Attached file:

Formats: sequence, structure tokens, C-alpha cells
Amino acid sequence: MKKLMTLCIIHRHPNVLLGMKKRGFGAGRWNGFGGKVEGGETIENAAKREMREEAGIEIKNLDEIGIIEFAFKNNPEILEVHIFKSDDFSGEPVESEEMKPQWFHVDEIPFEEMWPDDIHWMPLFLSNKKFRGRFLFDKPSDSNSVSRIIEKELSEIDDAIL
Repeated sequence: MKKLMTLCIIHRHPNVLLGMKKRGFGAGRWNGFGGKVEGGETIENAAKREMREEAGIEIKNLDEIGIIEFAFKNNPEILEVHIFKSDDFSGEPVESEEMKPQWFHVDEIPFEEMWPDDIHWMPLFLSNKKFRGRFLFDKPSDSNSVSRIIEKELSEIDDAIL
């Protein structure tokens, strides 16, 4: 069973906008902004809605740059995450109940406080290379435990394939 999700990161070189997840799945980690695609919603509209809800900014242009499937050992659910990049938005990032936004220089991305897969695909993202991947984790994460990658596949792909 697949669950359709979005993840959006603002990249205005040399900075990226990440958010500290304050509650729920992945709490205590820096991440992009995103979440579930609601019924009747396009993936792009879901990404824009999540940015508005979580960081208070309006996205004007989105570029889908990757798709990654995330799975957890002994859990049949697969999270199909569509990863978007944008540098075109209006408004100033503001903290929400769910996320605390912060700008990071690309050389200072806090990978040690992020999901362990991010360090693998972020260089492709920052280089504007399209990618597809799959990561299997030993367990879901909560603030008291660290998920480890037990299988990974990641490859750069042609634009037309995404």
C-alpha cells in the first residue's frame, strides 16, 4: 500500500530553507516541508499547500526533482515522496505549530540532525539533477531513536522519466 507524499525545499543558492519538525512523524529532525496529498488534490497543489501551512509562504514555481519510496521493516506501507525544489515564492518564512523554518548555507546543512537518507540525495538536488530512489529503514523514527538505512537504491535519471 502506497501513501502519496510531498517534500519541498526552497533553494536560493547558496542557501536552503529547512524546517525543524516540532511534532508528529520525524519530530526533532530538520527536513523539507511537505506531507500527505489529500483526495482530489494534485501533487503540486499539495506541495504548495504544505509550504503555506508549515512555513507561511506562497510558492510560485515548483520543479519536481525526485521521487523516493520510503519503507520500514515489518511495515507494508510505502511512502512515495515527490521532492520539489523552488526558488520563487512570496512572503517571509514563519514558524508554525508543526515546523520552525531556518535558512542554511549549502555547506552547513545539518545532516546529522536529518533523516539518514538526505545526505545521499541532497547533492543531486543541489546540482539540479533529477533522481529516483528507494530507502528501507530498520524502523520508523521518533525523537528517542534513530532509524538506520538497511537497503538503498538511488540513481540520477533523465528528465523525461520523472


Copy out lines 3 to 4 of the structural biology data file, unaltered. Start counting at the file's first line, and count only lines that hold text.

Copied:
Repeated sequence: MKKLMTLCIIHRHPNVLLGMKKRGFGAGRWNGFGGKVEGGETIENAAKREMREEAGIEIKNLDEIGIIEFAFKNNPEILEVHIFKSDDFSGEPVESEEMKPQWFHVDEIPFEEMWPDDIHWMPLFLSNKKFRGRFLFDKPSDSNSVSRIIEKELSEIDDAIL
């Protein structure tokens, strides 16, 4: 069973906008902004809605740059995450109940406080290379435990394939 999700990161070189997840799945980690695609919603509209809800900014242009499937050992659910990049938005990032936004220089991305897969695909993202991947984790994460990658596949792909 697949669950359709979005993840959006603002990249205005040399900075990226990440958010500290304050509650729920992945709490205590820096991440992009995103979440579930609601019924009747396009993936792009879901990404824009999540940015508005979580960081208070309006996205004007989105570029889908990757798709990654995330799975957890002994859990049949697969999270199909569509990863978007944008540098075109209006408004100033503001903290929400769910996320605390912060700008990071690309050389200072806090990978040690992020999901362990991010360090693998972020260089492709920052280089504007399209990618597809799959990561299997030993367990879901909560603030008291660290998920480890037990299988990974990641490859750069042609634009037309995404």